John Laidlaw, Executive Director of Live & Local, awarded MBE


In very exciting news for the friends and extended family of Live & Local, our Executive Director John Laidlaw has been appointed a Member of the Order of the British Empire (MBE) in the Queen’s Birthday 2019 Honours List for services to the Arts. We’re as pleased as punch that John has been recognised for his years of work making great art available to everyone. In his own words, ‘it’s very much an acknowledgment of the commitment of the many hundreds of volunteers and professional colleagues around the UK who over the last 30 years who have worked to bring top quality arts into rural communities.’

While he was initially ‘flabbergasted’, others weren’t so: Stephen Wilson, formerly County Arts Officer at Worcestershire County Council said of John that ‘His 30-year commitment to rural touring has been immense.’ He has dedicated himself to developing the nationwide Rural Touring network from small beginnings, which has now been enjoyed by hundreds of thousands of people with over 2,800 shows every year in around 2,000 rural communities – from the Scottish Islands to the Isle of Wight.

‘John has expanded the provision of high-quality arts and entertainment throughout the Midlands bringing thousands of professional shows to under-served rural communities. He has dedicated his working life to this cause.’
David Porter, Company Secretary to the NRTF board

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But where did it all begin?

John went to Reading University in 1974 where he studied Estate Management, Geomorphology and a dash of Archaeology! ‘Some may say I spent most of the time in the University theatres… I couldn’t possibly comment.’ He started his professional career at Butlins in the summer of 1979 (we’re keeping schtum as it is rumoured he was a Red Coat!) followed by a season at the De La Warr Pavilion in Bexhill-on-Sea before going to Warwick Arts Centre where he ended up as acting Chief Electrician. He joined Tic Toc Theatre Company in Coventry in 1985 as Production Manager (eventually based at The Tic Toc, now the Kasbah Nightclub). Each year the company ran and programmed temporary performance spaces at the Edinburgh Fringe Festival, toured two small-scale theatre shows (including the fringe first winning ‘Hooligans’), two local community tours and ran one of the first alternative comedy clubs outside of London. ‘I had the dubious honour of lending Loadsamoney (Harry Enfield) one of his first wads… it was our door takings!’ This role demanded an understanding of non-traditional theatre spaces, touring theatre shows and complex programming which would lay the groundwork for his future at Live & Local.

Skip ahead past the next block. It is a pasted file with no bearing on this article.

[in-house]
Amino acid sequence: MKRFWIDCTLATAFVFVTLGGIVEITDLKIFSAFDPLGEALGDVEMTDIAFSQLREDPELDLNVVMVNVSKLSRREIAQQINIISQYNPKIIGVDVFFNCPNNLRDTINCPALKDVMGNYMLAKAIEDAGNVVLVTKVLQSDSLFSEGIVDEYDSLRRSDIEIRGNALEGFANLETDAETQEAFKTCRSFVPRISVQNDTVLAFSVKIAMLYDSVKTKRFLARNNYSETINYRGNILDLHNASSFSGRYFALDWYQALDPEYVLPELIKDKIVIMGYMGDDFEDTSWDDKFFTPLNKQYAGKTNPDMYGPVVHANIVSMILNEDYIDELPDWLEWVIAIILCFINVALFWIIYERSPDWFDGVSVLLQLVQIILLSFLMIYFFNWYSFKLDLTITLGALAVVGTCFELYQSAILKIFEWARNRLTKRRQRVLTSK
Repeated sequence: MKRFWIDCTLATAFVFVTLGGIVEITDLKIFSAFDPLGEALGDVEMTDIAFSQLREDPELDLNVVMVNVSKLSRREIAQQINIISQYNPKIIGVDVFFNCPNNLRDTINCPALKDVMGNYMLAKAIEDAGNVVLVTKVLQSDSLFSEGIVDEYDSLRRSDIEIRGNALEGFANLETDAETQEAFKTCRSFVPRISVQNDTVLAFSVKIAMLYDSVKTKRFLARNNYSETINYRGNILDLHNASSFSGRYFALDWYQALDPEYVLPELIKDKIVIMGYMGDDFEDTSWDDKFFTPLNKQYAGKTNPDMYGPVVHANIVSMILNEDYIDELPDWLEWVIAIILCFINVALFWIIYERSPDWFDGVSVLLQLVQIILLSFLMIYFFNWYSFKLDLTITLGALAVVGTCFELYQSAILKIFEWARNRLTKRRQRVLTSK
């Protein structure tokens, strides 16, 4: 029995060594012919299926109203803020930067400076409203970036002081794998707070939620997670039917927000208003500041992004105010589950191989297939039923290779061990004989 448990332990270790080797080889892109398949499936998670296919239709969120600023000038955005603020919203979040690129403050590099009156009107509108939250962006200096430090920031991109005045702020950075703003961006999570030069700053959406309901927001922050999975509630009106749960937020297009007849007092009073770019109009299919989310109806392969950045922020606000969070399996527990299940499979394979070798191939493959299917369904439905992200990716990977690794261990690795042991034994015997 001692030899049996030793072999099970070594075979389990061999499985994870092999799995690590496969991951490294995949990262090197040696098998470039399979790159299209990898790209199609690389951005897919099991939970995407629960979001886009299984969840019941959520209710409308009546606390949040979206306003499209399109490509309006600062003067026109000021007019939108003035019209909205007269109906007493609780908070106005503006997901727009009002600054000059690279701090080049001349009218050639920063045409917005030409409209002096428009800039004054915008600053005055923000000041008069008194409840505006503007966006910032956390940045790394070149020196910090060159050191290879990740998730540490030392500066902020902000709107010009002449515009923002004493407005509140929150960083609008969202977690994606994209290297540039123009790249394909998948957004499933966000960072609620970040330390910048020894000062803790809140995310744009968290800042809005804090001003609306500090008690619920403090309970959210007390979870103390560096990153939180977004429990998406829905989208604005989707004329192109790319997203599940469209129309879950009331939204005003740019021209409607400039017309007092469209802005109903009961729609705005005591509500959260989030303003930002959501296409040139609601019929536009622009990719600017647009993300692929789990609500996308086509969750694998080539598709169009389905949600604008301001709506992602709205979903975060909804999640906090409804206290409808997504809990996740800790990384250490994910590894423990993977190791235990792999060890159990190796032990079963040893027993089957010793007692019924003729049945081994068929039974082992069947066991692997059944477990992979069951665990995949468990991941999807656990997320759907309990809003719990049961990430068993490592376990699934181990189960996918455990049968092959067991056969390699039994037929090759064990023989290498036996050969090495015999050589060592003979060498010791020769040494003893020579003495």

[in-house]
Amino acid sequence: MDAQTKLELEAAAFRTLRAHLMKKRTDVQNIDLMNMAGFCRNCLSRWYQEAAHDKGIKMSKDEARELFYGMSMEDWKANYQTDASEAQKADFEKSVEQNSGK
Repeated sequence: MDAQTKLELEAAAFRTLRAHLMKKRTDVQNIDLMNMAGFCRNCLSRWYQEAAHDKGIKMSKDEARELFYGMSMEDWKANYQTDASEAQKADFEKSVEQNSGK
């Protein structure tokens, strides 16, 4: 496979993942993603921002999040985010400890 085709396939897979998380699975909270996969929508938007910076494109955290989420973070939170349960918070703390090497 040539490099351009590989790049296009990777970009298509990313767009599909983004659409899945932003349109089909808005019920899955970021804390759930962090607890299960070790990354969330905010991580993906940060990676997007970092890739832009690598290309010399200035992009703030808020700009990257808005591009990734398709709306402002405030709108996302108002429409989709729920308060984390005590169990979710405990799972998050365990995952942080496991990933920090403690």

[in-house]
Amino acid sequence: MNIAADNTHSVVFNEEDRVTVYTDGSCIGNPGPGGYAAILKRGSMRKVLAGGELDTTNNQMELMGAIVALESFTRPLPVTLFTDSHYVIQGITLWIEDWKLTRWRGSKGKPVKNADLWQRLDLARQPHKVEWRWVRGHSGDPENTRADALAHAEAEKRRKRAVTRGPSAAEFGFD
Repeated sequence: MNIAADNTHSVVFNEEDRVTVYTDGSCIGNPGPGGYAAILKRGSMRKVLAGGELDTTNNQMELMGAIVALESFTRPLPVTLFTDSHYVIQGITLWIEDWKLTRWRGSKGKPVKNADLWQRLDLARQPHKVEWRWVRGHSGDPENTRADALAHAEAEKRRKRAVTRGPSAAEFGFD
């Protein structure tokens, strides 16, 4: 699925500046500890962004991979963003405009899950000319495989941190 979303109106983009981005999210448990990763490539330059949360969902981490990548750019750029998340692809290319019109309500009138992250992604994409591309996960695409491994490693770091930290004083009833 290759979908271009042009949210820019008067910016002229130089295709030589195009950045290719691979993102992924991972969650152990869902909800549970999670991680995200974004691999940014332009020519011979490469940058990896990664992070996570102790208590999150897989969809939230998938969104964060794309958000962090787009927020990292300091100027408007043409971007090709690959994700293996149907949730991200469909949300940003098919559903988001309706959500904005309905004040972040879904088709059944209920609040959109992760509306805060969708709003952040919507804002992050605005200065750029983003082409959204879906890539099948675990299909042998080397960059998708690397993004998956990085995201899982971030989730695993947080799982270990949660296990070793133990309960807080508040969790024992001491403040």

Some Tic Toc shows toured Warwickshire resulting in John applying to manage the Warwickshire Touring Scheme in 1992. As John puts it, ‘it’s all about getting the right people to the right place at the right time for the right money!’ A sentiment with which anyone who works in the arts will be very familiar.

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This is where Live & Local starts to come into focus. In 1986 the project was initially (and snappily!) titled the ‘Warwickshire Village & Community Touring Scheme’ and managed by the County Council. It was run first as a freelance contract for a number of years from 1992, then by an independent organisation with John at the helm from 1994 called ‘Warwickshire Community Arts’. It carried out a variety of arts development initiatives, one of which was the ‘Live & Local touring scheme’. It finally took the company name of ‘Live & Local’ in 1998 and gained Regularly Funded Organisation (RFO) status with Arts Council England not long afterward.

It was a tiny operation, one which saw John in his back bedroom with a typewriter, soon to be replaced by a computer with just ‘enough power to run a modern watch’. It was also in this pre-internet period that John would hop in his car and drive around the local area to recruit new promoters, and when village halls would need plenty of fifty pence coins to keep the electricity meters going! Back then they were putting on tens of shows in Warwickshire (only) rather than hundreds. Then from this one county Live & Local has since taken on Staffordshire in 1995, Derbyshire in 2002, Worcestershire in 2011, and Lincolnshire, Leicestershire & Rutland and Nottinghamshire in 2015. Phew! The live shows and community film screenings are now attended by around 34,000 people every year.